One of the most important contributing factors to a successful school experience is the quality of early literacy instruction. Students who have had good early literacy instruction are more likely be able to read and write without difficulty. The recent increase in the number of preschool and Reading Recovery programs, and the addition of early-intervention summer school programs have been a plus for Chicago youngsters.
However, changes this decade in Illinois’ teacher certification regulations have been a blow to the quality of instruction in the primary grades. Prior to the changes, all teachers assigned to primary positions needed kindergarten-primary or early-childhood certification. While early childhood teaching certificates are still issued, many Illinois teachers hold K-9 certificates.
Teachers who hold an early-childhood certificate have successfully completed a series of courses devoted to teaching reading and language to beginning learners. Teachers who hold a K-9 certificate are required to take only one reading course, Methods of Teaching Reading.
Having taught that course at local universities, I know it provides a good overview of reading instruction. However, it cannot possibly prepare someone to teach reading in every grade level from kindergarten through 9th. The class meets for 10-16 sessions. Since there are a number of crucial topics that must be addressed, there is time for only one session that deals exclusively with early literacy. A student can miss that one session, still pass the course and be presumed qualified to teach literacy at the primary level. Many universities offer a full course in early literacy, but it is only an elective, not a required course.
The inadequate preparation of early-grade teachers is compounded by the common practice of assigning provisionally certified teachers to kindergarten and 1st-grade classrooms. Provisional certification can be obtained without any professional training in reading instruction.
Last spring, six provisionally certified kindergarten and 1st-grade teachers were enrolled in my Methods of Teaching Reading course. These teachers had taught for the entire first semester without any knowledge of how to teach reading. Class discussions and journal entries convinced me that unsound teaching strategies were being practiced in their classrooms. One provisional primary teacher confessed to a colleague of mine that she did not teach reading at all because she didn’t know how.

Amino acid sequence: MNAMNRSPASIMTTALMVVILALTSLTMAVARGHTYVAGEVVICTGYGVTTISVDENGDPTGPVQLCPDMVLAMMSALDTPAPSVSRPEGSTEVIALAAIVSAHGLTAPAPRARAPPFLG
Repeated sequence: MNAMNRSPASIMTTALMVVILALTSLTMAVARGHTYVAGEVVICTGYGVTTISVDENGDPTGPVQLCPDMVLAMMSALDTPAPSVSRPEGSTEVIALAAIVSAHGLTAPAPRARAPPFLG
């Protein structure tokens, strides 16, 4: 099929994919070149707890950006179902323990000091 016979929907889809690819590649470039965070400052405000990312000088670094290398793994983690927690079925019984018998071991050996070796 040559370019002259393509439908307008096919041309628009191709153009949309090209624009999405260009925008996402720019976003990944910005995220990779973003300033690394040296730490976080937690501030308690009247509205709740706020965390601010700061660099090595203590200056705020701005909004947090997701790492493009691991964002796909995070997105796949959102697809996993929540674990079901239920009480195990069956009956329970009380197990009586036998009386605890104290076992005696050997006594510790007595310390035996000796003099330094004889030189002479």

Principals are inclined to place provisional teachers in primary classrooms because it is easier to maintain good discipline with younger children. Order and discipline are important in a school. However, the literacy development of entire classrooms of children is too high a price to pay.
We do not allow teachers who have only one course in mathematics to be assigned to teach mathematics to our 7th- and 8th-grade students. Why do we allow teachers with one general reading course to teach our beginning readers?
Solutions to this crisis range from simple and inexpensive to more complex and costly. The simple solution is to give primary classrooms the same priority that middle-school classrooms get. No teacher should be assigned to kindergarten, 1st or 2nd grade unless he or she holds an early-childhood certificate, a reading certificate or an endorsement in reading. Provisional teachers should never be assigned at this critical level.
The next step would be to train the undertrained teachers currently in those positions. Early literacy courses are available at many local universities, some of which will conduct them in the schools.
Another solution is to bring back the reading support staff. Schools no longer have reading resource or reading improvement teachers, unless they purchase them with state Chapter 1 or federal funds. With the steady decline in per-pupil Chapter 1 funding, these positions are disappearing. Often, there is no one in a school to oversee the reading program and support teachers in reading instruction.
Finally, class sizes should be smaller at the primary levels. Even the best-trained teachers are hampered by large classes. I taught in an early-intervention program this summer. It is amazing what can be accomplished when there are 15 or fewer children in a class.
Early literacy is the foundation of a good education. It is far too important to put in the hands of untrained or undertrained teachers. The responsibility of supporting our youngest students in developing reading and writing skills should be given to the best teachers in a school building. If Chicago schools are going to improve, we must address these critical issues.
Shari Frost is a 1st-grade teacher at Norwood Park Elementary School. She also has taught literacy courses at Northeastern Illinois University, National Louis University and Columbia College.